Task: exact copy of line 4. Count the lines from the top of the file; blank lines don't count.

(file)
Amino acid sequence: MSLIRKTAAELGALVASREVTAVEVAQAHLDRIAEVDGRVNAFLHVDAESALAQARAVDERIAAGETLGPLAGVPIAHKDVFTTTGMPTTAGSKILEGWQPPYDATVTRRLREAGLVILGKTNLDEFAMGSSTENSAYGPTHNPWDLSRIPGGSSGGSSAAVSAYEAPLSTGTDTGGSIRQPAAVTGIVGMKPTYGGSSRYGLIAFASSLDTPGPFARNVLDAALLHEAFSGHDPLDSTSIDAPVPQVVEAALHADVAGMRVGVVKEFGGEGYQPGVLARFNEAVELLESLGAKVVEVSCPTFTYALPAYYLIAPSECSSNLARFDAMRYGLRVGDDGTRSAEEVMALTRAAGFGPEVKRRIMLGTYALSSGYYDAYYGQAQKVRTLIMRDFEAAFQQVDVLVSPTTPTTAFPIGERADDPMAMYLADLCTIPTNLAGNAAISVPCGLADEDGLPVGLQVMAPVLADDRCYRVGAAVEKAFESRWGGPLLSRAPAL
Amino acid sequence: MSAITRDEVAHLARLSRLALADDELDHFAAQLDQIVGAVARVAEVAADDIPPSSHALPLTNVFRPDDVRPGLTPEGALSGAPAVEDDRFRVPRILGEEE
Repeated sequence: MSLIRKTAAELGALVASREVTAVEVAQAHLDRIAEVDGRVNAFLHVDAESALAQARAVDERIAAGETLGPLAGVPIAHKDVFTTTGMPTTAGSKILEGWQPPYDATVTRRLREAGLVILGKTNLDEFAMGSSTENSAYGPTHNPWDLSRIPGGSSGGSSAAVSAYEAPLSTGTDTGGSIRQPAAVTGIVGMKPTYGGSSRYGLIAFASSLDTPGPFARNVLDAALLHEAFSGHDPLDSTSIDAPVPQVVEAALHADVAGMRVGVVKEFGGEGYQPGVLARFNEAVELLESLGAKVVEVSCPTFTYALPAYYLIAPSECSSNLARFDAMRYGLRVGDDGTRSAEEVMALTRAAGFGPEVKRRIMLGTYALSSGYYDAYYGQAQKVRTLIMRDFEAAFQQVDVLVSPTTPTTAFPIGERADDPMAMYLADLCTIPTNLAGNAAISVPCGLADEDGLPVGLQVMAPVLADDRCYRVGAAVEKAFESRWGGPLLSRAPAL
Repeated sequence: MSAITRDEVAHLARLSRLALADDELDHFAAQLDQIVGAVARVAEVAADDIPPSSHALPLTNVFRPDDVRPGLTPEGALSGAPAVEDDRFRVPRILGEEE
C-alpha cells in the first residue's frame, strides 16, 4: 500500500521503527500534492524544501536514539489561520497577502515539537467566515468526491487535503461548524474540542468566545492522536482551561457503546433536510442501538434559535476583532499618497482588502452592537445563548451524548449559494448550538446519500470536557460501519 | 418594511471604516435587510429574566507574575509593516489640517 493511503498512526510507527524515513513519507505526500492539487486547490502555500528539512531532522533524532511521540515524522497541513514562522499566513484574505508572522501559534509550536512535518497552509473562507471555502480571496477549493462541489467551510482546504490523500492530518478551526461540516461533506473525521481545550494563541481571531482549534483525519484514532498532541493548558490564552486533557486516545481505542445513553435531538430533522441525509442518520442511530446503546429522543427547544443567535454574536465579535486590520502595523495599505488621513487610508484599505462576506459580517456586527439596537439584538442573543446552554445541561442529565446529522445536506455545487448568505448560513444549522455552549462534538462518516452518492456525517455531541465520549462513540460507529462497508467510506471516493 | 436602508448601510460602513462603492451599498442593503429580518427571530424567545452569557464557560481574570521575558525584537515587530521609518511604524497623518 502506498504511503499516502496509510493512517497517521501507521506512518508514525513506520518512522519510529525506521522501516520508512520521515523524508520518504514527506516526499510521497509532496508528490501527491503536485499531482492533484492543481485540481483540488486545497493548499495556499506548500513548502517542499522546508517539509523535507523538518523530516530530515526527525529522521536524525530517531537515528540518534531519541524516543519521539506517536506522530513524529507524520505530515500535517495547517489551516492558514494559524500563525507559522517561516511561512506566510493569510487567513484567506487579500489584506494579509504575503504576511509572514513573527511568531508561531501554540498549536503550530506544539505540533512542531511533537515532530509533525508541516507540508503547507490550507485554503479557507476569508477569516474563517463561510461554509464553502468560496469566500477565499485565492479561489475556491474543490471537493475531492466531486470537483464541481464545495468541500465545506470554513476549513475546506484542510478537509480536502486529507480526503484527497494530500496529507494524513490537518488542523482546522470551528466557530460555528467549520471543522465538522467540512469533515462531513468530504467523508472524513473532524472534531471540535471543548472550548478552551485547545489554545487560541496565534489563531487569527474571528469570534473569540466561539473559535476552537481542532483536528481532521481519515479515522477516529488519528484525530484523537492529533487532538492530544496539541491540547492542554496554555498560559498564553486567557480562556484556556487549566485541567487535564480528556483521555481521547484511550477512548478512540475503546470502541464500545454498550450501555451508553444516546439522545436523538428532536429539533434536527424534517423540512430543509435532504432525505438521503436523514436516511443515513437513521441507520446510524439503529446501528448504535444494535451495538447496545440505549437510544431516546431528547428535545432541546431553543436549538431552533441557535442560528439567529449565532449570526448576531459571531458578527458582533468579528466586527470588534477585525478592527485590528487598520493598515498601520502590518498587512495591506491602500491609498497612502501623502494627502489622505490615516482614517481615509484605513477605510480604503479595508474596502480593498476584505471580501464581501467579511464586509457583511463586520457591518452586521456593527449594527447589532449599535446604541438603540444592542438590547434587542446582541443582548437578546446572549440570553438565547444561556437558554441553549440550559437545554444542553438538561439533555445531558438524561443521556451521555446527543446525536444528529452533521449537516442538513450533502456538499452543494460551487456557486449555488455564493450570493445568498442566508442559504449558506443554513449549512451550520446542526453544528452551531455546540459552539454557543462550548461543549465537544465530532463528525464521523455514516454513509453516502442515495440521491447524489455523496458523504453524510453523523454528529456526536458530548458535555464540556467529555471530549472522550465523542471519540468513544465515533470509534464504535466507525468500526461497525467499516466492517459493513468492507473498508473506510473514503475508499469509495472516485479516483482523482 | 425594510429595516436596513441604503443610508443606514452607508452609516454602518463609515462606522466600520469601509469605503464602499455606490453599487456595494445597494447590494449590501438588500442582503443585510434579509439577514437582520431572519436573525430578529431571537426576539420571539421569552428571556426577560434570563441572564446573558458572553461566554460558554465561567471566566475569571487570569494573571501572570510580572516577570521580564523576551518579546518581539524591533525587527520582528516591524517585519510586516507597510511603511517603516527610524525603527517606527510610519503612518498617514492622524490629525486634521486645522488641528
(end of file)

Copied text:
Repeated sequence: MSAITRDEVAHLARLSRLALADDELDHFAAQLDQIVGAVARVAEVAADDIPPSSHALPLTNVFRPDDVRPGLTPEGALSGAPAVEDDRFRVPRILGEEE